Deniers gonna deny (25/1/2014)
On a fairly regular basis people post messages to Internet forums with a specific agenda challenging the residents to justify why they should not be outed as hypocrites because the interloper is more whatever than they are. Anti-vaccination liars, for example, are champions at this, claiming that they have the truth and everyone else is either in the pay of Big Pharma or are just unthinking sheeple. Climate change deniers do the same, usually by trying to claim the term "skeptic" for themselves. (See above for the AVN trying to do the same thing.) One appeared on the Facebook group "Skeptics in Australia" during the week and instantly launched an attack on everyone. Any attempt to discuss anything with him soon escalated into insults and non sequitur, so the group administrators deleted the thread. I discovered this the next time I logged in, so I wrote this.
I gather from several notifications mentioning me that led to a deleted thread that someone challenged me to or about something. I like a challenge, especially when it comes from someone using an idiosyncratic definition of "skepticism".
Skepticism is about being open to evidence, the more of it the better. There will always be "mavericks" who go against scientific consensus. Sometimes these people are correct, but most often they are not. When you have a body of knowledge built up over a long period and countless confirming observations and which can be explained by a coherent set of theories (such as climate change, the role of bacteria in infection, the efficacy of vaccination, the horror of Nazi death camps, ...) the chances of the mavericks being right diminishes. When they can't offer anything except "You are wrong" it is safe to call them "deniers".
Deniers often like to talk about paradigm shifts without understanding what Kuhn meant by the term. He didn't mean that somebody comes along and throws over all established knowledge - he meant that a point can be reached where a theory simply cannot explain some anomalies and a new theory is needed to fill the gaps. Einstein didn't overthrow Newton, he stood on Newton's shoulders to see a little further into the way the universe works. There is a reason that science-based Nobel Prizes are usually awarded long after what they are awarded for happened, and, remember, they are usually for some breakthrough which adds explanation to or extends an existing body of knowledge. The delay is there to allow others to incorporate the new discoveries and use them to explain what we don't know a little better. And to make sure that the new ideas are correct.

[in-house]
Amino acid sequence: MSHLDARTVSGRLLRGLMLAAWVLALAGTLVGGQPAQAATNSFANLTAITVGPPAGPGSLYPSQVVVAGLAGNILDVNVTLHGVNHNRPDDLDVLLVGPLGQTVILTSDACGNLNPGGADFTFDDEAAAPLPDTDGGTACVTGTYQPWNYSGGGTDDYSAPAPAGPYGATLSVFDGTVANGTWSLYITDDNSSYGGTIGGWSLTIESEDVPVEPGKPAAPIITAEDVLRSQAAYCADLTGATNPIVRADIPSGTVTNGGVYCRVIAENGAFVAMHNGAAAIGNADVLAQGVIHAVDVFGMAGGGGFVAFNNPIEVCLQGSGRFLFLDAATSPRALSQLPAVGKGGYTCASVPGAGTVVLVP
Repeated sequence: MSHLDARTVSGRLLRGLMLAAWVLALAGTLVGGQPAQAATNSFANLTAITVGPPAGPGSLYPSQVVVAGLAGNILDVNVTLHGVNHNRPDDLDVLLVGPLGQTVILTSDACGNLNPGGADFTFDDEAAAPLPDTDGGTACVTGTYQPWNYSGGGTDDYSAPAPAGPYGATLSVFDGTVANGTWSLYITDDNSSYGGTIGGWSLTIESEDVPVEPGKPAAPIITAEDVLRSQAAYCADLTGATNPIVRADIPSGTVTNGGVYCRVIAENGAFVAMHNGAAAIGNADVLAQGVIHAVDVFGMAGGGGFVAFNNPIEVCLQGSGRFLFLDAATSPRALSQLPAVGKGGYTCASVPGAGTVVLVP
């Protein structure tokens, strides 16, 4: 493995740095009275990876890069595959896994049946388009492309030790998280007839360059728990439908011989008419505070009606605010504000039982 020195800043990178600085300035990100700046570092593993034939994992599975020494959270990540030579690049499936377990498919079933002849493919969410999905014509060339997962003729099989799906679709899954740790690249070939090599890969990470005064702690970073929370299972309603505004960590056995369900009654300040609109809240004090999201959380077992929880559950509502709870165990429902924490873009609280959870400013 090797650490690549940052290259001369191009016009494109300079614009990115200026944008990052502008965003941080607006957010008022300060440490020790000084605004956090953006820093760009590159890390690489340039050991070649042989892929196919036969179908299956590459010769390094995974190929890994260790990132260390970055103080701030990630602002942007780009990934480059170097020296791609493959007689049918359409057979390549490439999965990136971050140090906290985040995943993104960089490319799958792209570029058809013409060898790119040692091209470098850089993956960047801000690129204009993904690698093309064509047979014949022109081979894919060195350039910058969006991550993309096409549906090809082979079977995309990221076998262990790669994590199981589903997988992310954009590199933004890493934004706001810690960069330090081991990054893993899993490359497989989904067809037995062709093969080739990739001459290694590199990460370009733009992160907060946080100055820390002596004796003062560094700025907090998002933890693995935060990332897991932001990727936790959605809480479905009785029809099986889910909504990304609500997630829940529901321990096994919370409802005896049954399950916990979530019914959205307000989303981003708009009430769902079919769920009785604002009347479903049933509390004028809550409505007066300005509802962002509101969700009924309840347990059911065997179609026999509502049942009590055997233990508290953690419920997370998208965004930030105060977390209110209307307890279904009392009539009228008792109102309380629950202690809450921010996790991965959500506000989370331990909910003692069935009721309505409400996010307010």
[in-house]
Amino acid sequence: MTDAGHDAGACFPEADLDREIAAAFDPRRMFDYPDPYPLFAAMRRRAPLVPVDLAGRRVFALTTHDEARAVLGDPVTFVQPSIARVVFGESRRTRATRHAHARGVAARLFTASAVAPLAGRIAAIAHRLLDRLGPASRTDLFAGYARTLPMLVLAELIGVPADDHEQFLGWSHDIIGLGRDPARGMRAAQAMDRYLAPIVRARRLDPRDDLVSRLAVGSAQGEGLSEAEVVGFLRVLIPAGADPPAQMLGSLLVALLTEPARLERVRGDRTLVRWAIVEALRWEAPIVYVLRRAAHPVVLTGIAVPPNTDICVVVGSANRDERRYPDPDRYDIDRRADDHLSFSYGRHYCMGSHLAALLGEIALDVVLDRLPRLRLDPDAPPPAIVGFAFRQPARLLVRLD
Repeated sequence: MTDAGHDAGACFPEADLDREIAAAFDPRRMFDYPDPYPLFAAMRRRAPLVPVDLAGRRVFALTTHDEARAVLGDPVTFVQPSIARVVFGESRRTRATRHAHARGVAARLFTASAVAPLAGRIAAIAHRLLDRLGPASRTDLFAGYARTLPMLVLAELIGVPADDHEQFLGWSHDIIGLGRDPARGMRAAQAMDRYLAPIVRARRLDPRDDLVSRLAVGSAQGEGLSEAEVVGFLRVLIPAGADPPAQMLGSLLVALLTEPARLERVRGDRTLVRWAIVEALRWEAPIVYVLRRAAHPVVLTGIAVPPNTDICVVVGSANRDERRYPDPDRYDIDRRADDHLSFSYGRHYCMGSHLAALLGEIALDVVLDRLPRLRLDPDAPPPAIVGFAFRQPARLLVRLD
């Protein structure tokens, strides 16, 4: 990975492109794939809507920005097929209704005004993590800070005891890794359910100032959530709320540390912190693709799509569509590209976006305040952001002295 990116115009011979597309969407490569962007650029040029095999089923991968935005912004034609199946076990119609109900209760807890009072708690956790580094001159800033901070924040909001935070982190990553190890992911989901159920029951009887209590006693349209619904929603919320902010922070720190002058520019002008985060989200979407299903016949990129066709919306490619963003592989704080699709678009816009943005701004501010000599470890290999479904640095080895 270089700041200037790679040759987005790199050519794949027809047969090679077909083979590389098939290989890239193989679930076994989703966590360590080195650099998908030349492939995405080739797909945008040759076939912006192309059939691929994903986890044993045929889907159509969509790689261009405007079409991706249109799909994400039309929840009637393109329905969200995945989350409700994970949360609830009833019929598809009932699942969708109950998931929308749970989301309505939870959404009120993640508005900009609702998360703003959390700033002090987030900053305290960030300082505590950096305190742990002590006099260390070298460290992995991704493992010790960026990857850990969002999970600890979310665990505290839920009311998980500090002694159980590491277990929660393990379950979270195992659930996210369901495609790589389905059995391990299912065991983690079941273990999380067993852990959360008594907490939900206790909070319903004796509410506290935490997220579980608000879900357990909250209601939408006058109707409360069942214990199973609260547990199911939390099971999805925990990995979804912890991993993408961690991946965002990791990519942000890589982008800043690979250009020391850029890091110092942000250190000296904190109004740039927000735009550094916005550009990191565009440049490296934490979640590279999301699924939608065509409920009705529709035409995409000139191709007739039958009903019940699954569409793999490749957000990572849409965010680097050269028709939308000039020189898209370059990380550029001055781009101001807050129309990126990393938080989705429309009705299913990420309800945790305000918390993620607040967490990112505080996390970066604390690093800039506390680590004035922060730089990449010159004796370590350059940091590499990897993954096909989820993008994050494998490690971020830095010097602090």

It takes time and a lot of work to find out what reality is doing and even though science isn't a democracy where the majority rules, the majority is far more likely to be right than a tiny minority who don't try to fill the gaps in knowledge but use a crowbar to widen them.
Nobody laughed at Galileo, but even if they did he was right and he got there by extending the work of others using methods and equipment that weren't available to his predecessors. He could demonstrate his theory to anyone prepared to look through his telescope. If someone came along today and claimed that he had proof that the Sun went around a fixed Earth we would want some pretty convincing evidence before we would say that the consensus had been overthrown.
But if the evidence was good enough ...
I was informed that in the deleted messages he had told me that I was lying and had challenged me to comprehensively prove that the climate was changing. I referred him to the IPCC web site and asked him to provide his thoughts on all the papers that had been used to build the various reports that the organisation had made over the years. He ran away and hasn't been heard of since. Which is typical behaviour for deniers.
I had something to say along these lines a little while ago in "Give me my word back".
Here are the thousand links to places I don't like
and these are the sites added or changed recently